SGI, other Sask. organizations prepare followers for the possibility of Twitter's demise

Many on Twitter are worried the site is in its end days, due to mass amounts of employees exiting the company.  (Dado Ruvic/Reuters - image credit)
Many on Twitter are worried the site is in its end days, due to mass amounts of employees exiting the company. (Dado Ruvic/Reuters - image credit)

The future of Twitter has been a hot topic on the social media site over the last two days. The Saskatchewan government, businesses and influencers are responding to that uncertainty.

Late Thursday evening, as the hashtag #RIPTwitter continued to trend on the troubled platform, SGI tweeted to its followers, directing them to other platforms where they can follow the government service in case Twitter does indeed kick the bucket.

"Seeing a bunch of tweets about the potential imminent demise of Twitter, it made me think, well, maybe this is something that we should remind our audience. Part of it was a bit tongue in cheek, I would say," said Tyler McMurchy, manager of media relations for SGI and overseer of all the company's social media accounts.

The Crown corporation tweets every day from two accounts. But it also uses Facebook, Instagram, LinkedIn and a TikTok account.

So what is causing all this uncertainty on billionaire Elon Musk's new toy?

Thousands of Twitter employees are estimated to have decided to leave the beleaguered social media company following a Thursday deadline from new owner Elon Musk that told staffers to sign up for "long hours at high intensity," or leave.

The departures highlight the reluctance of some of Twitter's employees to remain at a company where Musk earlier fired half of the workforce, including top management, and is ruthlessly changing the culture to emphasize long hours and an intense pace.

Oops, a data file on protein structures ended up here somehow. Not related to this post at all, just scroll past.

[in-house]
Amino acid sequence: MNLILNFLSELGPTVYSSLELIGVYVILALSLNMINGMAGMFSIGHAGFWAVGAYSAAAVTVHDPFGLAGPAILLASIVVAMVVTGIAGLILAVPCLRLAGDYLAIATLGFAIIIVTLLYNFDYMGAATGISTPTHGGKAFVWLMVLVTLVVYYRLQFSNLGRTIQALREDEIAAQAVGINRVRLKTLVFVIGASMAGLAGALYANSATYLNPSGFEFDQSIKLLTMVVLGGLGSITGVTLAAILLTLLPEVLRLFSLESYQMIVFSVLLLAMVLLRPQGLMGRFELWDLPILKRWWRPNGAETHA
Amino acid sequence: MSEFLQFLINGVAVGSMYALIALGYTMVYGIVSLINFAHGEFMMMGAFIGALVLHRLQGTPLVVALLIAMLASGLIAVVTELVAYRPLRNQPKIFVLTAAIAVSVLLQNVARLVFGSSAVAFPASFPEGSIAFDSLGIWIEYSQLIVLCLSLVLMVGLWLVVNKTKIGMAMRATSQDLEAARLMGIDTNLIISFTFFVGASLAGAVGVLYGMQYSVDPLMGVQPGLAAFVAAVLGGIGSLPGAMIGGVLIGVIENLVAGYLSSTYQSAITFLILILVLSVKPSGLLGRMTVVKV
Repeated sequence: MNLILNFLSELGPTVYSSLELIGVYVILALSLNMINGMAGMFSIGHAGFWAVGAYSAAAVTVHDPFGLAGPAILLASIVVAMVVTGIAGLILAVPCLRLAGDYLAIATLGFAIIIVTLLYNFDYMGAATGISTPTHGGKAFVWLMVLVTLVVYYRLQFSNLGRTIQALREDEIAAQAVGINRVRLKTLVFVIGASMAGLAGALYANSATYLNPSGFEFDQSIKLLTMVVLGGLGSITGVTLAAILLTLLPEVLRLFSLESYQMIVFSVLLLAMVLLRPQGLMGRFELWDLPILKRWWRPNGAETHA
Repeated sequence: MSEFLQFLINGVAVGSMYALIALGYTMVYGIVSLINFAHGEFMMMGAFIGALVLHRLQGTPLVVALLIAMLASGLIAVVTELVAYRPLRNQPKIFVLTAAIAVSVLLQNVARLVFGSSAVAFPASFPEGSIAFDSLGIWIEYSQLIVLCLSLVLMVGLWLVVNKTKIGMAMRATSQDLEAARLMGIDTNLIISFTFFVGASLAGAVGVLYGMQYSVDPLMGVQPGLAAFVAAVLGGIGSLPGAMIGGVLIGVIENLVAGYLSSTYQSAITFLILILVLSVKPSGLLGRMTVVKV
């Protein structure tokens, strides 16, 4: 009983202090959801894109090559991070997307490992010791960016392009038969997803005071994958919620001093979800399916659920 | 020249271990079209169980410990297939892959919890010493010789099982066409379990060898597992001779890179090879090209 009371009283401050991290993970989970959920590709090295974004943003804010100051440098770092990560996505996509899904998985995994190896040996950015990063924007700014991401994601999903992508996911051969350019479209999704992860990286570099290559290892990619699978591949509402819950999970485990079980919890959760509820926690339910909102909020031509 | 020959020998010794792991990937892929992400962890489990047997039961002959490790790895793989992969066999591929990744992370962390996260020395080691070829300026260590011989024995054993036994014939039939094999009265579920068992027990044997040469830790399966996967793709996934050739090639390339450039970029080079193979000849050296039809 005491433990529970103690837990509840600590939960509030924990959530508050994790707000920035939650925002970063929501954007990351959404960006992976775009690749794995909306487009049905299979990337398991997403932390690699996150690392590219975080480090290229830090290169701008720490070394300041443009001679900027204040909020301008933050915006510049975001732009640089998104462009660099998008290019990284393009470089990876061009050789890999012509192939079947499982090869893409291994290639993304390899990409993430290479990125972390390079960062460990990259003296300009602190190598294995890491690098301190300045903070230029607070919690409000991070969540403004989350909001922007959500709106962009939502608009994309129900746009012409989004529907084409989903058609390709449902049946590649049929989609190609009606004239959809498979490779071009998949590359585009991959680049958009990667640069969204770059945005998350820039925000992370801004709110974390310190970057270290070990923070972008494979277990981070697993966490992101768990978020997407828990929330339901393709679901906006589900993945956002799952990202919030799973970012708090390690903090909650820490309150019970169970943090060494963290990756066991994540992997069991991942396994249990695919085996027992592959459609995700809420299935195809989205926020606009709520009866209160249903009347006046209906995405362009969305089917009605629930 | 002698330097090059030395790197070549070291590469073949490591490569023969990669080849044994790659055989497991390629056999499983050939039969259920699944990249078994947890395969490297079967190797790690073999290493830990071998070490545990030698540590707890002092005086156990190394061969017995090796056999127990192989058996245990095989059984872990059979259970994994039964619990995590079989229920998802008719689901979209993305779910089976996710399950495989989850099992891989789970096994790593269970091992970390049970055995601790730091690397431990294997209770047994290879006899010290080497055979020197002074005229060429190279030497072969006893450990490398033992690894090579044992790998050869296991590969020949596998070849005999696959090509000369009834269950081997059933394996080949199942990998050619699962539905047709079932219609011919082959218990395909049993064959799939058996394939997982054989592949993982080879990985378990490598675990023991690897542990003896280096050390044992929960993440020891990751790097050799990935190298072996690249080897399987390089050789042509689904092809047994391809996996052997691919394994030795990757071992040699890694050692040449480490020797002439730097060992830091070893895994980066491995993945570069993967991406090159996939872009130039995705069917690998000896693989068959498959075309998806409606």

Musk took to Twitter late on Thursday and said that he was not worried about resignations as "the best people are staying."

Now, many of the site's users are scrambling to download their data.

The departures from the company include many engineers responsible for fixing bugs and preventing service outages, raising questions about the stability of the platform amid the loss of employees.

On Thursday evening, the version of the Twitter app used by employees began slowing down, according to one source familiar with the matter, who estimated that the public version of Twitter was at risk of breaking during the night.

What would happen

Even though Twitter is not where SGI has its biggest audience — that accolade goes to Facebook — McMurchy said the platform is still very important, as its two accounts have been live since 2010 and 2011.

"In spite of what my personal feelings about Twitter and my own personal consumption of it is, which is probably not always healthy, we would definitely lose out not having Twitter," said McMurchy.

He said Twitter allows SGI two-way communication with its audience.

"When you are on Twitter, you are able to share info very quickly with people and that's obviously something that we've appreciated, whether it's a sharing company news or information about traffic safety."

Brendan McDermid/Reuters
Brendan McDermid/Reuters

SGI has also used the platform to warn people about scams.

"The fact that people can quite easily retweet that, that amplifies that message and help, hopefully providing information that will keep others out of trouble."

McMurchy said SGI also uses the platform to engage with partners like law enforcement and organizations like MADD, SADD and other safety organizations.

"If Twitter were to disappear tomorrow and we weren't able to do that, we would miss out."

Still, McMurchy said he wouldn't describe Twitter's potential demise as "catastrophic."

Kirk Fraser/CBC
Kirk Fraser/CBC

Meanwhile, the Saskatchewan RCMP told CBC in a statement that it does not rely solely on any one platform, such as Twitter, to share stories, news or public safety information.

"Should any of these communication tools —Twitter, for example — cease to exist, we will continue using a variety of other means to share our messaging," said the RCMP.

The Saskatchewan government echoed this sentiment in its statement to CBC on the matter.

"We are confident in our ability to continue communicating effectively with the people of Saskatchewan," said the province.

In fact, the province recently launched a new Highway Hotline app. Highway Hotline's Twitter account is known for its frequent tweets on weather conditions, but the province is confident the app will fill that need.

For now, the world waits for more dramatic news about Twitter and its new owner.